The concept is as old as Hitchcock’s “The 39 Steps” — ordinary guy sucked into fantastic web of intrigue — and has been updated as recently as UPN’s short-lived “Jake 2.0,” where a nerd also found himself suddenly tech-enhanced. Banish the inevitable comparisons, however, and “Chuck” possesses modest charm, impressive stunt work and another mildly appealing reluctant hero. NBC has wisely positioned the show adjacent to “Heroes,” where this slick but shallow hour should have a chance at downloading an audience, given that the staunchest competition is the older, more-female-skewing “Dancing With the Stars.”
“Chuck” opens with an action sequence like they used to make ’em, but that’s a prelude to the main event, in which a cornered agent dispatches what ol’ Hitch liked to call a MacGuffin (in this case, mega-bytes of military secrets) to a long-forgotten not-quite-friend: Chuck (Zachary Levi), an underachiever who works at the local Nerd Herd, a tech support venue staffed by the socially challenged.
Chuck is again rocked when he meets Sarah (Yvonne Strahovski), a beautiful blond who, it turns out, is a super-spy desperately trying to save him from forces that would acquire his newly downloaded knowledge. (The pilot misses no opportunity to strip Strahovski down to her underwear, which given the target audience, probably isn’t a bad strategy.)
Created by “The OC’s” Josh Schwartz and Chris Fedak, “Chuck” also exhibits the trademark stamp of exec producer/director McG’s films in its frenetic pacing — here wedded to an underdog Everyman instead of, say, “Charlie’s Angels.” In the broad strokes, it’s similar to CW’s “Reaper,” with a bit less slacker chic to it.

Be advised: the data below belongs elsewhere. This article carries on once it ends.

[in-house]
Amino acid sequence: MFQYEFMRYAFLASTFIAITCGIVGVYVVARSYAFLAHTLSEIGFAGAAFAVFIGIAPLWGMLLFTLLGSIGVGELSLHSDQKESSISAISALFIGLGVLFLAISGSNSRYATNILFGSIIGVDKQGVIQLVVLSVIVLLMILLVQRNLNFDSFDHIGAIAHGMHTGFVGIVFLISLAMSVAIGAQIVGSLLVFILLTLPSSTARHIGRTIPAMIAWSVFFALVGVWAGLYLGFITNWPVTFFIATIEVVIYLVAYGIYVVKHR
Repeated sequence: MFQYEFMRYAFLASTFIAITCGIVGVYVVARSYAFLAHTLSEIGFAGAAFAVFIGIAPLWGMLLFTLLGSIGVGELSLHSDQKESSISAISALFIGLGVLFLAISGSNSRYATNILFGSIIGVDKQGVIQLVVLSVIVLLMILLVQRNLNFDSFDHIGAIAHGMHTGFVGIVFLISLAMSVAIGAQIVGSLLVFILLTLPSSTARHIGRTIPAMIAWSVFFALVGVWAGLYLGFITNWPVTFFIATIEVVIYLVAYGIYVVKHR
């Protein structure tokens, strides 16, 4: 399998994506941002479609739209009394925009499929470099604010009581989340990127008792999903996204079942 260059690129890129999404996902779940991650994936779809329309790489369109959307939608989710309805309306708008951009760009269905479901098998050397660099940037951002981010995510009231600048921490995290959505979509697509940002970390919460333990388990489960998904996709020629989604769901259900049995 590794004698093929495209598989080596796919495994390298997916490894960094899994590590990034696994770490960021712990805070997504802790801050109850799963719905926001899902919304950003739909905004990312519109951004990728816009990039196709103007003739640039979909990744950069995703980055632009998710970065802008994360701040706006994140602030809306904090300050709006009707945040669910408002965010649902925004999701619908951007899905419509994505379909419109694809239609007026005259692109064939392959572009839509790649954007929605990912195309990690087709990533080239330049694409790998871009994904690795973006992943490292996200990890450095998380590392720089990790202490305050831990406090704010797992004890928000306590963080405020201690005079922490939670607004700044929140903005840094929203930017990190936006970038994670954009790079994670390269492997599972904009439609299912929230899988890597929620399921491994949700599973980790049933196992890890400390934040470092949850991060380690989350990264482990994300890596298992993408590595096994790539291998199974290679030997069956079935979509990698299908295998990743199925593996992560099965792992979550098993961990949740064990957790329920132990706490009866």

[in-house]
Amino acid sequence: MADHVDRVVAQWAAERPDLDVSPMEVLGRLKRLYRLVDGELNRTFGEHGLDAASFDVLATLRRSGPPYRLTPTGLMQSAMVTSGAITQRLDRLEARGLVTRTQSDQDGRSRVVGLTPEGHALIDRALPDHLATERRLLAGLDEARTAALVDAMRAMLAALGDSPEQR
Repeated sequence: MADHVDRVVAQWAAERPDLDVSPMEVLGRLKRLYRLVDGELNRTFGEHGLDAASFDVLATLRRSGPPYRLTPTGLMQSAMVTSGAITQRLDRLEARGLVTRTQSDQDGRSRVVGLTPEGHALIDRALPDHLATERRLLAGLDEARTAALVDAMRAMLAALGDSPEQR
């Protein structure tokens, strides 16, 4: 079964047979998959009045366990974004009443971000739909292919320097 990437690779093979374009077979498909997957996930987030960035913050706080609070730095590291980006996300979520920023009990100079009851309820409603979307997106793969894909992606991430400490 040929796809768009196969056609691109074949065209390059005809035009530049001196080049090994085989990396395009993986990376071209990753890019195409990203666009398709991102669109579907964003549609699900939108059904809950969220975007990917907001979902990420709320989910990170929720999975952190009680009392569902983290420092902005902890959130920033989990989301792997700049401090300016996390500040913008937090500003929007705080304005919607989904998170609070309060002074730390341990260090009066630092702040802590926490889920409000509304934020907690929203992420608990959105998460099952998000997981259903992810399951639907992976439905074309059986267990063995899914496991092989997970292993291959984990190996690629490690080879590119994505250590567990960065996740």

Levi is likable enough in his shellshocked response, Strahovski looks great as what amounts to a latter-day Emma Peel, and Adam Baldwin adds solid support as a tough-as-nails government operative who doesn’t relish allowing this marshmallow Walter Mitty-type into his secret little world.
Still, there’s room for skepticism as to whether the series can maintain such a brisk level of action on an episodic basis (and budget) — having frontloaded the pilot, as is so often the case, with an assortment of elaborate chases. On the plus side, the second and third episodes exhibit some of the same breezy tone and generous portions of action — including a kick-ass fight sequence — as well as hints of a darker quality that could add welcome texture to the ongoing story.
“Chuck” won’t need huge numbers to look like a hit for NBC, though the network is taking a risk sandwiching “Heroes” between two freshmen dramas (the other being “Journeyman”) and hoping its first-season glow rubs off on them. With a little luck, “Chuck” (and to some extent NBC’s other newbie “Bionic Woman”) could fill an escapist void left since “Alias'” demise, albeit here with tongue pressed more firmly in cheek.
Of course, if the series can’t sustain that formula then it’s merely “Jake 3.0,” in which case, prepare to hit “Delete.”